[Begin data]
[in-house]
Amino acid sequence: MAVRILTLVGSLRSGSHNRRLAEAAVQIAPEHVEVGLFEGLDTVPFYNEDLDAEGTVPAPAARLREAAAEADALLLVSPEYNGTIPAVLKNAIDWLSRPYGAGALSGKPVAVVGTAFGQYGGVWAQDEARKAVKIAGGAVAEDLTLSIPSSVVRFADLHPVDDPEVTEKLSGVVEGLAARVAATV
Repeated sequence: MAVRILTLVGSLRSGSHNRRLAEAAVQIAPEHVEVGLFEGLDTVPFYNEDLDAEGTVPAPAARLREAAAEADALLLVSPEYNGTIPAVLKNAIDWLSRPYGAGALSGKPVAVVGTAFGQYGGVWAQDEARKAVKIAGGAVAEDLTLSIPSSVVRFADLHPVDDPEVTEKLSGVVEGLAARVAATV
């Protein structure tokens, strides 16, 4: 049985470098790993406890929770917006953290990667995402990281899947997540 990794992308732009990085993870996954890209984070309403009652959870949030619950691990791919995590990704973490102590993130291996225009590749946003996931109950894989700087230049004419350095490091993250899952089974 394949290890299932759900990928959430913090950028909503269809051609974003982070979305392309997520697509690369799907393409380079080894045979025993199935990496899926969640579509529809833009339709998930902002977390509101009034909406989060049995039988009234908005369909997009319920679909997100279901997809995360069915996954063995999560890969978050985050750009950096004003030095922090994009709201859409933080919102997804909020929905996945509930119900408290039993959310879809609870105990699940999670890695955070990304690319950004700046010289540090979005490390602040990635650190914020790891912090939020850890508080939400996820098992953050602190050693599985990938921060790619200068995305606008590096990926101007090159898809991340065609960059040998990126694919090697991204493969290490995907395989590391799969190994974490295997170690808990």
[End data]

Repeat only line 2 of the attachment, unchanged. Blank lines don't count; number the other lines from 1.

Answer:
Amino acid sequence: MAVRILTLVGSLRSGSHNRRLAEAAVQIAPEHVEVGLFEGLDTVPFYNEDLDAEGTVPAPAARLREAAAEADALLLVSPEYNGTIPAVLKNAIDWLSRPYGAGALSGKPVAVVGTAFGQYGGVWAQDEARKAVKIAGGAVAEDLTLSIPSSVVRFADLHPVDDPEVTEKLSGVVEGLAARVAATV